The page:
jackrabbit-users mailing list archives

Site index · List index
Message view « Date » · « Thread »
Top « Date » · « Thread »
From "Alexander Klimetschek" <aklim...@day.com>
Subject Re: jackrabbit's xml import overhead
Date Thu, 10 Jul 2008 20:03:22 GMT
On Thu, Jul 10, 2008 at 7:47 PM, rokham <somebodyiknow@gmail.com> wrote:
>
> Hi all,
>
> I'm trying to decide between the following two options and haven't been able
> to get my answer doing some google searches.
>
> I am writing an application which requires importing MANY, LARGE (not
> exactly sure how many or how big yet...) xml files into jackrabbit. My
> concerns are two fold:
>
> 1. I need to use Lucene to index these xml files and I want to be able to
> run xpath queries on these data (the hierarchy of my content is important)
>
> 2. I want the process of importing (which will happen frequently) to be as
> fast as possible.

Ok, I know we always want our systems to handle a big pile of data as
fast as possible, with full indexing and fast queries in the end, and
not using a lot of diskspace, but in the end you have to make
tradeoffs ;-). XML brings a lot of inefficiencies with it and JCR is
not a pure XML database...


> I am not sure which of my two solutions work?
>
> solutions:
>
> 1. Import all the xml files using jackrabbit's xml import api
>  - This keeps the structure of the xml content but it's presumably slow.
> I'm not sure what's the overhead. I wonder if anyone has done any profiling
> for jackrabbit 1.4. Are there tweaks that can make this process faster?
>
> 2. Import all the xml files' content as plain strings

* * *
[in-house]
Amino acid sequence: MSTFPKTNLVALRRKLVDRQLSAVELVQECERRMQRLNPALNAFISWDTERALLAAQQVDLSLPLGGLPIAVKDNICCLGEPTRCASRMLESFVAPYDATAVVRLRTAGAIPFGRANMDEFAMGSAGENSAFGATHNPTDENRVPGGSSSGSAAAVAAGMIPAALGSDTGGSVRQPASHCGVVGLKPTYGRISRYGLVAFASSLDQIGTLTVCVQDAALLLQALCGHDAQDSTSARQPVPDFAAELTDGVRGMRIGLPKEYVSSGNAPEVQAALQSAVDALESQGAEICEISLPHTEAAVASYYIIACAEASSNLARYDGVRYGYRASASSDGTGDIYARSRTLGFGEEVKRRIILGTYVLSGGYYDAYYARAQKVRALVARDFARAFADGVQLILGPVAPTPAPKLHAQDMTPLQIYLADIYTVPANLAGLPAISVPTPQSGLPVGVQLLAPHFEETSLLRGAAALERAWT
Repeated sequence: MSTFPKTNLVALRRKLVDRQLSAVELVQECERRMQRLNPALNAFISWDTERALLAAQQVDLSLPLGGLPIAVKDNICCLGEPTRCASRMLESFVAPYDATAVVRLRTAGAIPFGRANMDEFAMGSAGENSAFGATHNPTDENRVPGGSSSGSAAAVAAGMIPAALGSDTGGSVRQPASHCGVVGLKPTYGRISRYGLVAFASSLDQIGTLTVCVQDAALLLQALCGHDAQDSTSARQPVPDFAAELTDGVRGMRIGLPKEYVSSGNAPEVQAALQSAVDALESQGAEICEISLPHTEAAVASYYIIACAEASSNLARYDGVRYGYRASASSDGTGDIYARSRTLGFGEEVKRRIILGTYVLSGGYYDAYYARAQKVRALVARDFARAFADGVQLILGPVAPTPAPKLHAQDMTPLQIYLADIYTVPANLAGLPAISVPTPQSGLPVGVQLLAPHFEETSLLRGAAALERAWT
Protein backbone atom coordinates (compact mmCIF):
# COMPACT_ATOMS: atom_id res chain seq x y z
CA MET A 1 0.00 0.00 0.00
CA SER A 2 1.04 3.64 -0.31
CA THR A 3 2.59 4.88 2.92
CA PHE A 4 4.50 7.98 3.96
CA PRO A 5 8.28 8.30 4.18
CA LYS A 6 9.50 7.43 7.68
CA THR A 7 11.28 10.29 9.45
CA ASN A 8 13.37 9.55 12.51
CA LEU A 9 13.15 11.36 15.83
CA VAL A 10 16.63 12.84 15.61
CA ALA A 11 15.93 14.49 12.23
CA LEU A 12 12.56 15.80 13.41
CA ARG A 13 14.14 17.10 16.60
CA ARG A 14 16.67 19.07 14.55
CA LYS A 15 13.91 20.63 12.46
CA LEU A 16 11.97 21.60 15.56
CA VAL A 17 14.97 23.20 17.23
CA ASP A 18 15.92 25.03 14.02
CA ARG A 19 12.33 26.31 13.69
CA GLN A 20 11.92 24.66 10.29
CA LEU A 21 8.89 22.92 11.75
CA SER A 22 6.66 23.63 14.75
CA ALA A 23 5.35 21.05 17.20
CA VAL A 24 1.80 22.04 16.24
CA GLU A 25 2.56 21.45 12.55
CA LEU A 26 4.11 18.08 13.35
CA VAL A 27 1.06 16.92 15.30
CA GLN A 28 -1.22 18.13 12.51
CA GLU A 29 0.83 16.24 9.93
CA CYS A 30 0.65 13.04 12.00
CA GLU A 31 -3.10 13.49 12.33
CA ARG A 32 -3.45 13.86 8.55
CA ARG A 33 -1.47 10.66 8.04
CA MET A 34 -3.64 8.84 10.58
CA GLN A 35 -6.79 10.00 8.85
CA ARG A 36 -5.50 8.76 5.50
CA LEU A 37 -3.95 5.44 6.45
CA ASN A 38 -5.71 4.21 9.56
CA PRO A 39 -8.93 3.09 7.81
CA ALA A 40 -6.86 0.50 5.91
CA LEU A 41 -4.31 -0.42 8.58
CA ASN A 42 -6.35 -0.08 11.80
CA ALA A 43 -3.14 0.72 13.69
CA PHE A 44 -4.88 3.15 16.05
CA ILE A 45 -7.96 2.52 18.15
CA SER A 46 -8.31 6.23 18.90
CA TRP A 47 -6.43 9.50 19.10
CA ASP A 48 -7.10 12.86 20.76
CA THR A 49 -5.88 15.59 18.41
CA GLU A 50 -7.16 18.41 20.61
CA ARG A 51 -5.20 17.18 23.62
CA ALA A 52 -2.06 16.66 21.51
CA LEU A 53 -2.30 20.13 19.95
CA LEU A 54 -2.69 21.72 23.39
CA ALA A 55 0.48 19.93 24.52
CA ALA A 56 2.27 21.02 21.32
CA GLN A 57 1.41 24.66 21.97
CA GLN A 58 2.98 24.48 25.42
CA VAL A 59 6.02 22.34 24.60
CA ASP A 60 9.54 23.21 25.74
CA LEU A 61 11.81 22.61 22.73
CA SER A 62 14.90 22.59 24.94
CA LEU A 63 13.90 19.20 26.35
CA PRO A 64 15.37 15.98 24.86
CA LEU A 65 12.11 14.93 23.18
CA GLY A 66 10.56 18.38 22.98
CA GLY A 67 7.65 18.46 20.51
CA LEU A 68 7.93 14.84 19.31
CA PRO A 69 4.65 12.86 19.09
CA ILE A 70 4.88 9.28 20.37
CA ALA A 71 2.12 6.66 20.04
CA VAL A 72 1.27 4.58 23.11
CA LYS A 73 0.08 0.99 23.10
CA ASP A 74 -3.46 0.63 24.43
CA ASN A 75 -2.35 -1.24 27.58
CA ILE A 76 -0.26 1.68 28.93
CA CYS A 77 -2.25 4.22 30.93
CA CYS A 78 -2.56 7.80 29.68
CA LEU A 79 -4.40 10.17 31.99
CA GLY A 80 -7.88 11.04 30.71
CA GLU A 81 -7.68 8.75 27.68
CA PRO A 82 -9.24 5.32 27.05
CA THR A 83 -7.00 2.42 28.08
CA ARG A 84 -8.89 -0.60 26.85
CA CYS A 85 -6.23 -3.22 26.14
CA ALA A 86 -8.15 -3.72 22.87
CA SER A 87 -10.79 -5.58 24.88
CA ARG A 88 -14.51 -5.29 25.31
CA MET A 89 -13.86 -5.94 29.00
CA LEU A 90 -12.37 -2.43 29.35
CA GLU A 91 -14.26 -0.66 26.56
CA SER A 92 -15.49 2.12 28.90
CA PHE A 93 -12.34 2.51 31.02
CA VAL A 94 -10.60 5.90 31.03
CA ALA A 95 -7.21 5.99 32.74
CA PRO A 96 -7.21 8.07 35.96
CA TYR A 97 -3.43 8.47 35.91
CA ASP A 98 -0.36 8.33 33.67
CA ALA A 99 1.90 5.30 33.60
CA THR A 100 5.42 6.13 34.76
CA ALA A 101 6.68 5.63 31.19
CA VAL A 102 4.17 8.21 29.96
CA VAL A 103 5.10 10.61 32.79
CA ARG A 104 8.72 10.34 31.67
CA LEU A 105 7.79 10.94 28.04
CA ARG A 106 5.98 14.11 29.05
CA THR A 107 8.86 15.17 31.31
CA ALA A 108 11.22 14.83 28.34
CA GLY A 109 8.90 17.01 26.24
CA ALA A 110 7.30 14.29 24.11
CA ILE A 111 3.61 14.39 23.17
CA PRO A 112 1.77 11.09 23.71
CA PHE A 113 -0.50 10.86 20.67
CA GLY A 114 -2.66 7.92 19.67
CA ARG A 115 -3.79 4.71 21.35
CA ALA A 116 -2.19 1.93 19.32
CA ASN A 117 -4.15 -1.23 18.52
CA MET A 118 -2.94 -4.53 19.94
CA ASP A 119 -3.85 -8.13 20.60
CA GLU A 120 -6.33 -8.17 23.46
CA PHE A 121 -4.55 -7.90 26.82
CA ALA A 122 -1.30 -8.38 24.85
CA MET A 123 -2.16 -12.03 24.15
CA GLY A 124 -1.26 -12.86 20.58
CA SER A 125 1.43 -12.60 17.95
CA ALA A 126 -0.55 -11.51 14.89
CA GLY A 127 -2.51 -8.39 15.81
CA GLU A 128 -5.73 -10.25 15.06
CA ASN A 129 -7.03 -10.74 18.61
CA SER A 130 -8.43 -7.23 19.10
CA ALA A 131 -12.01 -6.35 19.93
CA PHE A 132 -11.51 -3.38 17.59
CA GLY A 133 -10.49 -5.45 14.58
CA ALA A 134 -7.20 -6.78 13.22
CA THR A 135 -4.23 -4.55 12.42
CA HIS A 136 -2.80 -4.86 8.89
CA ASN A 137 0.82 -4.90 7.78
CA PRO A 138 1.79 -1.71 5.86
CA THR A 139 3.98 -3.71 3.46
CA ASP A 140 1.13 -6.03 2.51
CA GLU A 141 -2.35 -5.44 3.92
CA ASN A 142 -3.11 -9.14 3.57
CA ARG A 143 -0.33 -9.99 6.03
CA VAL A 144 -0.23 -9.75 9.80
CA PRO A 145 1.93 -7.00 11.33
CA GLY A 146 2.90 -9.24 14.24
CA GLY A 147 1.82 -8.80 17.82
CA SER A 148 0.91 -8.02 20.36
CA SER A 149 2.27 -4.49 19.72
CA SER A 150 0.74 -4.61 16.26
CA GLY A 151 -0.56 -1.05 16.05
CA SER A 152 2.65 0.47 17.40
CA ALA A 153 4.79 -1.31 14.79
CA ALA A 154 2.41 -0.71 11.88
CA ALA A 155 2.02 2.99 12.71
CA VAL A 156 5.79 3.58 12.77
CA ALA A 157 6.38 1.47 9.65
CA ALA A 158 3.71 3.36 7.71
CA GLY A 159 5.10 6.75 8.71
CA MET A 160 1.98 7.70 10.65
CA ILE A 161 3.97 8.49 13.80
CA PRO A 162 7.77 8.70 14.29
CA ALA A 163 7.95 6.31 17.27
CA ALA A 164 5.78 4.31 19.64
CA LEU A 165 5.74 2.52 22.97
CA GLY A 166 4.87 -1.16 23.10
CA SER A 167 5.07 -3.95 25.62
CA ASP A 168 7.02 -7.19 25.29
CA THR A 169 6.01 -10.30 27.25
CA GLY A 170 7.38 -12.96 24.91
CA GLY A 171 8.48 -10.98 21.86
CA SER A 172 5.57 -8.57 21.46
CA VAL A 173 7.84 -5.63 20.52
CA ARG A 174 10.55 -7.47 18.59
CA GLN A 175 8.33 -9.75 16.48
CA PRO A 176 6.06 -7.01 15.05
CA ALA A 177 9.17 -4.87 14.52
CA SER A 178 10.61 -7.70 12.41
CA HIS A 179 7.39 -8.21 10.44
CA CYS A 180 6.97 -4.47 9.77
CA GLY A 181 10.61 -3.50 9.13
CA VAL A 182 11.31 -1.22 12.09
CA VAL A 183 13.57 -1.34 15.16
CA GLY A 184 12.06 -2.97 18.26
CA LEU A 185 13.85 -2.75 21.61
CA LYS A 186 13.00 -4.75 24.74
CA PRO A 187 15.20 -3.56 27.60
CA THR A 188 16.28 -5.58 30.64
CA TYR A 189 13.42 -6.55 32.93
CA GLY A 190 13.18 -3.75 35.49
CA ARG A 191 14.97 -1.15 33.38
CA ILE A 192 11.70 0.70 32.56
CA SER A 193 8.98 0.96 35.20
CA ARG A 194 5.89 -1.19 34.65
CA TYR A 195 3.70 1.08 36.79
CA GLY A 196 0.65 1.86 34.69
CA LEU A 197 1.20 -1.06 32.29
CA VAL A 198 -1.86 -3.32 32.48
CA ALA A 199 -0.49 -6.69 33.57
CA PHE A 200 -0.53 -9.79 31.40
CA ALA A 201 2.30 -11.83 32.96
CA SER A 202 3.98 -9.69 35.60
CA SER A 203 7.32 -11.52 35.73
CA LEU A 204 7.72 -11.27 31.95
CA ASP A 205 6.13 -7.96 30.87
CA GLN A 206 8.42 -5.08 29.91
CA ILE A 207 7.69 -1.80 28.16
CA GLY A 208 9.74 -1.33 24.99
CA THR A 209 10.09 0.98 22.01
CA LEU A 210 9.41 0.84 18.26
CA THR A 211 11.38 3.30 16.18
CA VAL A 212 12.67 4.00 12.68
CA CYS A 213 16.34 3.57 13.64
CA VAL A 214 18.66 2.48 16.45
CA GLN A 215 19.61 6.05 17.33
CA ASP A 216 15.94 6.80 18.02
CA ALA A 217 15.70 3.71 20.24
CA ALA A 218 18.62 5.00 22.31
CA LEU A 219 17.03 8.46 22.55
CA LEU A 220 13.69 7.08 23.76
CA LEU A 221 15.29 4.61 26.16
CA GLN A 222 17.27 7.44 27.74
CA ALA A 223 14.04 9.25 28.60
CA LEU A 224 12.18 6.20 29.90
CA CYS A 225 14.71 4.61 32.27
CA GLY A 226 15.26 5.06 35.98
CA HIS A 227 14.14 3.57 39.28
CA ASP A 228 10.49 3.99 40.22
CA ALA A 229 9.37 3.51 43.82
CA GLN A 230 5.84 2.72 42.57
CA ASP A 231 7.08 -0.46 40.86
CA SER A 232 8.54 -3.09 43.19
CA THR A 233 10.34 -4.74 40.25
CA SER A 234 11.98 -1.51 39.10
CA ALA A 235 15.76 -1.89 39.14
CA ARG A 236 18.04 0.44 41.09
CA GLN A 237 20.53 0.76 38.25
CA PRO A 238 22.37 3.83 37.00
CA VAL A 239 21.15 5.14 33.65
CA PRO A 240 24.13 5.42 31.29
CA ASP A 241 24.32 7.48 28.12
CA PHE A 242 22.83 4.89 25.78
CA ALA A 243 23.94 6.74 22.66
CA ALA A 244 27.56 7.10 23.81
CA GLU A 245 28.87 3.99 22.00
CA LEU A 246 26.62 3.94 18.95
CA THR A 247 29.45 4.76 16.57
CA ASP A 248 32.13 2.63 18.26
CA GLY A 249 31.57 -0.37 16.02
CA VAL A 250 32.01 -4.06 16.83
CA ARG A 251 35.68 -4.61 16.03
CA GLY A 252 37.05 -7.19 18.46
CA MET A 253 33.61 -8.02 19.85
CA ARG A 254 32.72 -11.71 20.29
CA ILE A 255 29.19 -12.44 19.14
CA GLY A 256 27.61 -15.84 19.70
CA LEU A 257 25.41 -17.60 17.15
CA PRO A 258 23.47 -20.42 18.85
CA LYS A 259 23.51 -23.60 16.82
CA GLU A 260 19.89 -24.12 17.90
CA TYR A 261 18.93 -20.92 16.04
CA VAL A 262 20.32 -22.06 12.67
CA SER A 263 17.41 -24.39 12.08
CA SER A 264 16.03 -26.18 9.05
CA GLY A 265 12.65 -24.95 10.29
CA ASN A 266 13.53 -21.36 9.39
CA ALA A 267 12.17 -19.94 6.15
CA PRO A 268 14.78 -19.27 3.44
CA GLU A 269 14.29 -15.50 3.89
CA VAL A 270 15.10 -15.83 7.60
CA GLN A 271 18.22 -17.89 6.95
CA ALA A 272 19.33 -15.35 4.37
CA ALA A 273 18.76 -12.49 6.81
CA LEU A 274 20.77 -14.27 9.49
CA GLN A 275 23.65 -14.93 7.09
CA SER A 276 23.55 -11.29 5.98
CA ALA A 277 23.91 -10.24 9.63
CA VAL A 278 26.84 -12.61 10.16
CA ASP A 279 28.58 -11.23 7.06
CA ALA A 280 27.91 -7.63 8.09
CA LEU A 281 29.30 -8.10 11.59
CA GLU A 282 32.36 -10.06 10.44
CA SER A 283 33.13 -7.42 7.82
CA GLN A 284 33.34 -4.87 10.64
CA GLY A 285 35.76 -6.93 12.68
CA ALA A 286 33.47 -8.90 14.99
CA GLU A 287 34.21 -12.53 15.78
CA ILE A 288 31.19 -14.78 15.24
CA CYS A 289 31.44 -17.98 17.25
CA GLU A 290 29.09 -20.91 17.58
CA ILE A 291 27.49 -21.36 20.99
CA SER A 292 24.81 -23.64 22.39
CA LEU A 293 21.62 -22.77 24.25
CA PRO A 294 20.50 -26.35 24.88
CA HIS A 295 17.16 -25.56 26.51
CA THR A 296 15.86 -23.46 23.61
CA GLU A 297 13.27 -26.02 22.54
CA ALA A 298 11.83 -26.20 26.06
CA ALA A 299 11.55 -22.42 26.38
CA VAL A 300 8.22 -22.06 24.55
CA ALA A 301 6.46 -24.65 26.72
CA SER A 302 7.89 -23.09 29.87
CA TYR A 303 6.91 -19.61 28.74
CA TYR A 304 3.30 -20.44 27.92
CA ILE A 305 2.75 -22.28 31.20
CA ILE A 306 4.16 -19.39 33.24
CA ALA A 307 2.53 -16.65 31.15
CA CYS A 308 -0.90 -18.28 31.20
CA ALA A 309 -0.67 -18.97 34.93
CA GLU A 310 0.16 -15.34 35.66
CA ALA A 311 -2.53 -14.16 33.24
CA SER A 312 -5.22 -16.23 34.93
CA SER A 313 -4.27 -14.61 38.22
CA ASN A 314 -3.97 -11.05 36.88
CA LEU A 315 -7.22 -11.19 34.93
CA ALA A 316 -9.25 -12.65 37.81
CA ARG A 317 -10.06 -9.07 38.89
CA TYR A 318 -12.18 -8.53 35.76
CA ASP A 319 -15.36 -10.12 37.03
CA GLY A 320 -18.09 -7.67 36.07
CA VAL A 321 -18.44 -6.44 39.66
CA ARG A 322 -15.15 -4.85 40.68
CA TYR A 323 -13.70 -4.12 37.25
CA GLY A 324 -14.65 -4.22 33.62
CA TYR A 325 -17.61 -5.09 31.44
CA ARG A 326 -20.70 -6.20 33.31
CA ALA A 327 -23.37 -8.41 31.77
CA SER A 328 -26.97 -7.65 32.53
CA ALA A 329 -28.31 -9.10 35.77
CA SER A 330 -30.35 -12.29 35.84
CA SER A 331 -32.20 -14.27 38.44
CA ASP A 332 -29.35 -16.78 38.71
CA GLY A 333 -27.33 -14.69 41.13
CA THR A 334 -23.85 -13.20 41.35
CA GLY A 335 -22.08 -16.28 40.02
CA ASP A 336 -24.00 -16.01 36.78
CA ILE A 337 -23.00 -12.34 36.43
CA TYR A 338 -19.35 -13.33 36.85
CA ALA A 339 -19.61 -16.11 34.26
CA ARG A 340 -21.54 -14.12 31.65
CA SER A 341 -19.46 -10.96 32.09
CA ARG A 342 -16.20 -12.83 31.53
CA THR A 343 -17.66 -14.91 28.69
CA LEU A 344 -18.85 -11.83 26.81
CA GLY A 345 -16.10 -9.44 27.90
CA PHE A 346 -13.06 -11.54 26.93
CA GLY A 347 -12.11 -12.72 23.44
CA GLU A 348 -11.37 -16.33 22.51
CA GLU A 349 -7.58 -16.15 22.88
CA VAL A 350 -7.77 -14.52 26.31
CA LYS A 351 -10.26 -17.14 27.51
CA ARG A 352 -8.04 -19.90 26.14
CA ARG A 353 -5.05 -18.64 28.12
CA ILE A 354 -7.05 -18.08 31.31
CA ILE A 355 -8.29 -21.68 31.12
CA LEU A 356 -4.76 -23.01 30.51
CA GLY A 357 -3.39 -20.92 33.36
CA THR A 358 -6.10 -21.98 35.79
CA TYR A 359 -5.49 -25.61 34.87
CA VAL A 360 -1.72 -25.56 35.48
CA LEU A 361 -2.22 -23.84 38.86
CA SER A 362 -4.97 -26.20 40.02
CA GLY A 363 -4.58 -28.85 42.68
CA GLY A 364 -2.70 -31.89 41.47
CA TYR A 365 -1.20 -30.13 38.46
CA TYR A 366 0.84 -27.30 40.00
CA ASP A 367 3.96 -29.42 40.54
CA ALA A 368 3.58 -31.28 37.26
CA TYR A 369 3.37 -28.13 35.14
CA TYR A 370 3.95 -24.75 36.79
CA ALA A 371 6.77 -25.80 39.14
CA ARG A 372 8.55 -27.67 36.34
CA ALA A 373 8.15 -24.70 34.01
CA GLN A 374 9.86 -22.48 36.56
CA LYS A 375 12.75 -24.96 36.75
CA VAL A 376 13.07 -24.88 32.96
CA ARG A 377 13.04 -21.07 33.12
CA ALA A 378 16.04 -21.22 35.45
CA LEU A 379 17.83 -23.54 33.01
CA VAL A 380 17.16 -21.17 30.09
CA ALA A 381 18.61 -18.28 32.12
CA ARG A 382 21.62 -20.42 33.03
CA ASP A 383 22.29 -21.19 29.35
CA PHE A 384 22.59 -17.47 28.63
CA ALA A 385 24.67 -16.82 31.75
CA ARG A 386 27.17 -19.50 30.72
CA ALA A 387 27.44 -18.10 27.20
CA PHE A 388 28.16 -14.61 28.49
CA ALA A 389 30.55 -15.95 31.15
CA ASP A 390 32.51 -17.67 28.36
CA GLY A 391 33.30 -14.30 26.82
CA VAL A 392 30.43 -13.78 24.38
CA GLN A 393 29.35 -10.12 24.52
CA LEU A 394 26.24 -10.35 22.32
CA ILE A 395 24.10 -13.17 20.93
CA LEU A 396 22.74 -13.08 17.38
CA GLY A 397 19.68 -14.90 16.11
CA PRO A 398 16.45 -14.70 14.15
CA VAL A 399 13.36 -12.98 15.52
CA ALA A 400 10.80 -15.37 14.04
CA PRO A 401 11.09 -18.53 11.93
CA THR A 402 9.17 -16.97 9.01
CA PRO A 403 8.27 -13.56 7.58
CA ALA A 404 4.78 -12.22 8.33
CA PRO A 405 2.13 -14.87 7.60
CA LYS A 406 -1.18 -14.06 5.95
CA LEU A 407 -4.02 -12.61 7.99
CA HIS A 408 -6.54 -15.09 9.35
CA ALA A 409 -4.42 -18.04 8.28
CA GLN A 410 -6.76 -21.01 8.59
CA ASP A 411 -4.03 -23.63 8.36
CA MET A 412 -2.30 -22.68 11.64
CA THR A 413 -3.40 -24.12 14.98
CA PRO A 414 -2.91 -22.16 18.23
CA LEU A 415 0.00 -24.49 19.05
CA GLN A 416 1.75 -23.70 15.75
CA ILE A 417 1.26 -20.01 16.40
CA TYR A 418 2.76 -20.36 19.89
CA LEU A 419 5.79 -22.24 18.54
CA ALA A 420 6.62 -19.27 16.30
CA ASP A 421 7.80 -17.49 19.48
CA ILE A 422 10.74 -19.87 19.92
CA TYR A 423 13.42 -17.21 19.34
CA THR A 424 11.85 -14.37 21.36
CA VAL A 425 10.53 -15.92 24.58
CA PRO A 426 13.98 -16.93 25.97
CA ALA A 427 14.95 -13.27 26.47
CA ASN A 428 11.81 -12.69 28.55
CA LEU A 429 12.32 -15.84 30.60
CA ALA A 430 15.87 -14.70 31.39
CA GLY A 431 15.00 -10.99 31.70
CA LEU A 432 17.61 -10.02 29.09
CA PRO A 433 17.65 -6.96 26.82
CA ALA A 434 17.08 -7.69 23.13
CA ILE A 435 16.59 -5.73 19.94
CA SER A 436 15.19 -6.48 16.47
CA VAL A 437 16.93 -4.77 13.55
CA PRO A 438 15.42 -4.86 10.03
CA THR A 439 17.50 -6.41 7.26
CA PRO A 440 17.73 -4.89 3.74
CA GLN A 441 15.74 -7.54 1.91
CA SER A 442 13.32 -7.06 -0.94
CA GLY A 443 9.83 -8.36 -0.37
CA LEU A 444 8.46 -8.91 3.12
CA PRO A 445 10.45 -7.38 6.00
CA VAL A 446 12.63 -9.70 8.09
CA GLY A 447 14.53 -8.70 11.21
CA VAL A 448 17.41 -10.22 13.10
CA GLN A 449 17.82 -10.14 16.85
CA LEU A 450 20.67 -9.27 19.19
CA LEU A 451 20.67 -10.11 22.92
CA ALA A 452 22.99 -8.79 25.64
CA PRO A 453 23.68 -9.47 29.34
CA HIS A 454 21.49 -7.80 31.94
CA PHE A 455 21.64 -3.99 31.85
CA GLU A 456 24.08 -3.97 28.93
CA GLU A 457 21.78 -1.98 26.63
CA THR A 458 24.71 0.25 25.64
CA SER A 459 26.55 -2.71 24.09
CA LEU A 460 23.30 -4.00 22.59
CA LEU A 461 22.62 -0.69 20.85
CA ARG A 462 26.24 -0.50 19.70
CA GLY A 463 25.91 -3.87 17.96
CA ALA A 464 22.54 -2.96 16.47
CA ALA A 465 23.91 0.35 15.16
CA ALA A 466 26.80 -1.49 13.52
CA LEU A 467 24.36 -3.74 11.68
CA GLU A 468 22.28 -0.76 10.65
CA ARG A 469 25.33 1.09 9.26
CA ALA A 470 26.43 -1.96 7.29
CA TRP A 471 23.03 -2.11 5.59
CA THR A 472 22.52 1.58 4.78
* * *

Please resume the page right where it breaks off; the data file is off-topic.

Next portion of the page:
>  - I believe this will prevent lucene/jackrabbit to be aware of the
> hierarchy of the data, but I'm NOT sure.

No, if you import them as plain strings or even as binary streams
(nt:file for example), they will only be indexed as full-text.

> Would the imports be faster in this
> case?

Yes.

> Would they be a lot faster?

Using a DataStore for binary content it is probably much faster,
especially when the XML structure is large and deep and would create a
large JCR hierarchy.

> Would searching the content be as accurate
> as the first scenario?

Depends on the type of queries. But if you really need the hierarchy
information, the second case is not the way to go for you.

In general, experience has shown that using JCR as a plain XML
database is not very efficient, since XML typically has a lot of
redundant elements in its structure which can be better expressed with
JCR's model. For example, XML data structures often look like this

<element>
     <key>value</key>
     <key2>othervalue</key2>
</element>

which maps to too many JCR nodes with the standard document XML import:

+ element
    + key
        - cdata = value
    + key2
        - cdata = othervalue

A better JCR model would be:

+ element
    - key = value
    - key2 = othervalue

Jackrabbit is very efficient when you have a good node/property ratio,
ie. without many nodes that have no properties at all or only one
property, since it stores bundles (using the recommended bundle
persistence managers) of a node and all its properties.

So the best way for you is to think about a good mapping from the XML
datastructure to a JCR model and then write a custom importer (which
is not difficult).

Regards,
Alex

-- 
Alexander Klimetschek
alexander.klimetschek@day.com

Mime
View raw message